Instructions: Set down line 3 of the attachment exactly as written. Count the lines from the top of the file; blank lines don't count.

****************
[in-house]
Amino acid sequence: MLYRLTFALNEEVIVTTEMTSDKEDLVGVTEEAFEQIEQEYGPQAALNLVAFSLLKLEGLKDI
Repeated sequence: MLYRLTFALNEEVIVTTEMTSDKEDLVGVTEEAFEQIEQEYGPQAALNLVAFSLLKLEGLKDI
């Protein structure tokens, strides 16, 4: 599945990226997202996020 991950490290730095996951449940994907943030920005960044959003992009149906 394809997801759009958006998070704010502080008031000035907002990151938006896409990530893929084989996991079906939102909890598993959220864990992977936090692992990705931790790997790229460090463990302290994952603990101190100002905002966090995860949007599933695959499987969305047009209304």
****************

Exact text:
Repeated sequence: MLYRLTFALNEEVIVTTEMTSDKEDLVGVTEEAFEQIEQEYGPQAALNLVAFSLLKLEGLKDI